Thinking Tech

Why I still hesitate to buy an American-made vehicle

Posting in Government

If you own an older American-made vehicle which constantly need repairs, you're not alone. This is why I and others still look to Japanese auto makers for reliable and low-cost transportation.

Before heading back to his last semester as a college undergraduate, my son told us we should buy an American car. I want to do the patriotic thing, but hesitate because I still sense reliability over the longterm favors a Toyota or Honda.

My 1997 Chevy Silverado has been reliable for the four years I've owned it, but has one costly meltdown a year. Granted, the truck is 13 years old, but only has 91k miles on it. I ask: would a 13-year Nissan or Toyota truck have an annual meltdown? I think not. Our several experiences with Toyotas and Hondas have been in a word, terrific.

My 1997 Silverado: Things rot out undeneath.

Things underneath the Silverado tend to rust out: one year on the stiffling hot day when we were going to move my daughter into college, the oil cooler lines failed. Transmission oil turned the driveway into a slippery mess adding to the stress of the day. Perhaps the breakdown was prophetic: my daughter transferred after the first semester.

I just got off the phone with Joe, my mechanic, his real name. He delivered the bad news: an $831bill to replace rusted out front brake calipers, real wheel cylinders, master cylinder and the booster that provides the power to power brakes. ALL HAD FAILED. Various brake lines have rotted out, too.

I knew the front calipers were failing because for about year, they were producing a burning brake smell from not retracting properly. The real wheel cylinders were functioning, but the bleed nipples were so rusted, Joe couldn't remove the air out of the system and bring up the brake peddle. Then, he couldn't bleed the brakes because the master cylinder was leaking. Fluid got into the booster (that big round cylinder affixed to firewall on the driver's wide) and damaged it.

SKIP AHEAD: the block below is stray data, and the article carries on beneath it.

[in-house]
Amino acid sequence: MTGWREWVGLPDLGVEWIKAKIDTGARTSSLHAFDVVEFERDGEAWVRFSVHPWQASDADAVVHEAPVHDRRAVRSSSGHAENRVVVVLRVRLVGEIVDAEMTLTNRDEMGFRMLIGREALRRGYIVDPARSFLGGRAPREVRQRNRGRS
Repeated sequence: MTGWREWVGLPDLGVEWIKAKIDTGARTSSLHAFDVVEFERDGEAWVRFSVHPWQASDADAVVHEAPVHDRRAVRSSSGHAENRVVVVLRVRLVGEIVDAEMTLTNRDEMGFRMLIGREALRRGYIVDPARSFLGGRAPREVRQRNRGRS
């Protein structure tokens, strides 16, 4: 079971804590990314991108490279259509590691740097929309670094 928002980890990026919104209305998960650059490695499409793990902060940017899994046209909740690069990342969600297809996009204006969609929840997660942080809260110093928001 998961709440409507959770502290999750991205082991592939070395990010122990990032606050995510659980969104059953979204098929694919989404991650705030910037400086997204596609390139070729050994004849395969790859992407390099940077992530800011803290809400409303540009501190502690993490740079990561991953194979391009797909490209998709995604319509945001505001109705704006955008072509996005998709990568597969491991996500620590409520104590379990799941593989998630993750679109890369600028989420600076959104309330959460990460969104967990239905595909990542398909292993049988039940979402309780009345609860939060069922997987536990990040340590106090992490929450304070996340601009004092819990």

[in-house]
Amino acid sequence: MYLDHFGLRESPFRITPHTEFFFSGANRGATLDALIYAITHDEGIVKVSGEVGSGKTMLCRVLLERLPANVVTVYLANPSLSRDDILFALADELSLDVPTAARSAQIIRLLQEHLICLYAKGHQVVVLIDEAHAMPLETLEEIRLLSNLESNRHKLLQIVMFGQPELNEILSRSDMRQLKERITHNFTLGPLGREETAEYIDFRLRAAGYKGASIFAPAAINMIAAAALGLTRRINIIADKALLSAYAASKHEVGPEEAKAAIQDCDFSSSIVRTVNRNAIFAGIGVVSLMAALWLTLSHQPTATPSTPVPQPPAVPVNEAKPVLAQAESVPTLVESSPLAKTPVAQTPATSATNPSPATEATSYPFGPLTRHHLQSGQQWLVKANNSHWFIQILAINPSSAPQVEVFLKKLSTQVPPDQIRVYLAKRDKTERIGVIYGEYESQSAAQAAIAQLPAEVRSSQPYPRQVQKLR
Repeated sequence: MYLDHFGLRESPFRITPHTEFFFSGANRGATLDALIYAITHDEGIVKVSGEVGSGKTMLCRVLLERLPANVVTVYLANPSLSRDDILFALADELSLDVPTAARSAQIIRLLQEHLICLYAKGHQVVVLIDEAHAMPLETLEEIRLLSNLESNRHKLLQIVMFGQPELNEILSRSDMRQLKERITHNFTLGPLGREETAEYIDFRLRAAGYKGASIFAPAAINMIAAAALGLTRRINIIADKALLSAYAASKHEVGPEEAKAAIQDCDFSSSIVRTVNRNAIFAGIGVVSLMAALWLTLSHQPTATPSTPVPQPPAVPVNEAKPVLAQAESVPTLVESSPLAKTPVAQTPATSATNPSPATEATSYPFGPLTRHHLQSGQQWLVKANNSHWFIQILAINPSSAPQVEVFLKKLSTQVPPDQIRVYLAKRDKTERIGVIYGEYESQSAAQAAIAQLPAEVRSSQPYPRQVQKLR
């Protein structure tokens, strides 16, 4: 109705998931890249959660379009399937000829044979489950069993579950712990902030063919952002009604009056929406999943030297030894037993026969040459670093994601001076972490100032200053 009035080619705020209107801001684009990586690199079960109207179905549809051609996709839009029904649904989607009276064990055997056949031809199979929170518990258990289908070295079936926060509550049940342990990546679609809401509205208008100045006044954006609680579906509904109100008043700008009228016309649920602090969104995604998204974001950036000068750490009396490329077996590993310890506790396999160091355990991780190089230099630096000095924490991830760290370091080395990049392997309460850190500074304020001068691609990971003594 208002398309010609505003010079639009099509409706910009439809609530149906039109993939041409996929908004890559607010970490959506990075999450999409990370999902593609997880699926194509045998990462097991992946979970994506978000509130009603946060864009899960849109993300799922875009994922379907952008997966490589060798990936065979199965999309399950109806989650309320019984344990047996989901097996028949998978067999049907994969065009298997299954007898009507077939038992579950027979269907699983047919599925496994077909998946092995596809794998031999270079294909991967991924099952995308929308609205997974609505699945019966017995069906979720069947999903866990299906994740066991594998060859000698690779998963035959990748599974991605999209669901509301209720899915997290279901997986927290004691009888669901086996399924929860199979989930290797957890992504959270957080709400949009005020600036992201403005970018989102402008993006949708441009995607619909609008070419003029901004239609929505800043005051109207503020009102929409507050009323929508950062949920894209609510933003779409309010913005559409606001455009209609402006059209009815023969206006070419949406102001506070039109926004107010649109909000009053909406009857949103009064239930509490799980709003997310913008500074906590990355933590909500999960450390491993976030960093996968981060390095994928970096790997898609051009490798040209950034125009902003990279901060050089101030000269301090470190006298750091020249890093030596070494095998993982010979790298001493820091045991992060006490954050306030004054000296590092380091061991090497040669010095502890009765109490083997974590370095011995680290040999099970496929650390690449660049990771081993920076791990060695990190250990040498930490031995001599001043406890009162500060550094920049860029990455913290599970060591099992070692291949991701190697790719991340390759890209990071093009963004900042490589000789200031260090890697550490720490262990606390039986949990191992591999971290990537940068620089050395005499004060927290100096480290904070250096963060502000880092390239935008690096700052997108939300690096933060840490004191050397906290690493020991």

I wondered if he had misdiagnosed a single problem and went crazy replacing parts. But I know him to be very conservative and, frankly, everything that failed was consistent with the truck's repair history.

Ok, so scratch GM. How about a Ford? The company, which declined bailout funds, is on a roll with handsome lineup of thoroughly contemporary vehicles. When I was growing up, Fords were the least reliable of the big Three auto makers and those perceptions die hard. My last Ford experience was 1991 Taurus wagon which started falling apart at 90k miles.

Consumer Reports ranks Chevy ahead of Nissan or Toyota in full size pickups. Honda, Nissan and Toyota in that order win on compact pickups. But the real test is what these vehicles will be doing in ten years. Consumer Reports shows the Silverado's reliability steadily improving since 2000. I found a review of my truck with headline that precisely capture my experience: "The older the rock gets, the more it breaks down."

I read where longtime and outspoken GM executive Bob Lutz (how did he survive all the recent purges at GM!?) said consumers won't buy from GM because it took government bailout money.

That may be true, but that's not the problem. Japanese automakers have sold reliable vehicles in America for 30 years so even GM had matched their quality for the past decade and I don't believe it has, the company would still be behind. And the fact is, it is (Cash for Clunkers helped get some of those lingering bad memories off the road, though!).

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John Dodge

Contributing Editor

Contributing Editor John Dodge has written for the Wall Street Journal, Boston Globe, PC Week (now eWeek), EDN, Design News, Electronic Business, Bio-IT World, Health-IT World, Lowell Sun, Haverhill Gazette and Newburyport Daily News. He is based in Massachusetts. Follow him on Twitter. Disclosure